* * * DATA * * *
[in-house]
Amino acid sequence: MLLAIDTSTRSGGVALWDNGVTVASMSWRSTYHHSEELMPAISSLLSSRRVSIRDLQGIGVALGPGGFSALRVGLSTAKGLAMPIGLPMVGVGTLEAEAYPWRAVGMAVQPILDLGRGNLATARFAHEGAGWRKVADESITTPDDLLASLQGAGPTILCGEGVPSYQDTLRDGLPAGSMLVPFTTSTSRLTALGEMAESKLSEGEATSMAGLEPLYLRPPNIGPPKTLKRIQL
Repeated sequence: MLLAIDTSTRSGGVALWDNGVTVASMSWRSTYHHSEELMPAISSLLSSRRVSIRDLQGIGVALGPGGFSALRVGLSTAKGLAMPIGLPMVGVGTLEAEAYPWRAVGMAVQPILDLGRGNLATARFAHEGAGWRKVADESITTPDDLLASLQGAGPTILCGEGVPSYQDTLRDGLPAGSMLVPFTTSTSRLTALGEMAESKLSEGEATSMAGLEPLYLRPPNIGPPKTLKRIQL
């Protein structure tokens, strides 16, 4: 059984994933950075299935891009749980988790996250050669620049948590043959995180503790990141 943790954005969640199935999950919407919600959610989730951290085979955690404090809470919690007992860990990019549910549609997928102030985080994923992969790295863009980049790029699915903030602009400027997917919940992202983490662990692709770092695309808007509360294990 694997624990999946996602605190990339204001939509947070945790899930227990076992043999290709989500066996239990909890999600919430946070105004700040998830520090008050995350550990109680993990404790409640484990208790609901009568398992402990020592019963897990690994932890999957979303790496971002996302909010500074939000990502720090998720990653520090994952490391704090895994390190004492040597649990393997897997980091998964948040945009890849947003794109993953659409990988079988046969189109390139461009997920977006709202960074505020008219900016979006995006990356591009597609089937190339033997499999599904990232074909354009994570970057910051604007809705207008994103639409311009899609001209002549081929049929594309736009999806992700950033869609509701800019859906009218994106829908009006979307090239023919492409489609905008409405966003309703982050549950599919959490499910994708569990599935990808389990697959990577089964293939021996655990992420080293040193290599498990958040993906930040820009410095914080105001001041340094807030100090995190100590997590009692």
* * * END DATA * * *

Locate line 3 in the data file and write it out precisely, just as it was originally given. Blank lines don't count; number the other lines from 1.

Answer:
Repeated sequence: MLLAIDTSTRSGGVALWDNGVTVASMSWRSTYHHSEELMPAISSLLSSRRVSIRDLQGIGVALGPGGFSALRVGLSTAKGLAMPIGLPMVGVGTLEAEAYPWRAVGMAVQPILDLGRGNLATARFAHEGAGWRKVADESITTPDDLLASLQGAGPTILCGEGVPSYQDTLRDGLPAGSMLVPFTTSTSRLTALGEMAESKLSEGEATSMAGLEPLYLRPPNIGPPKTLKRIQL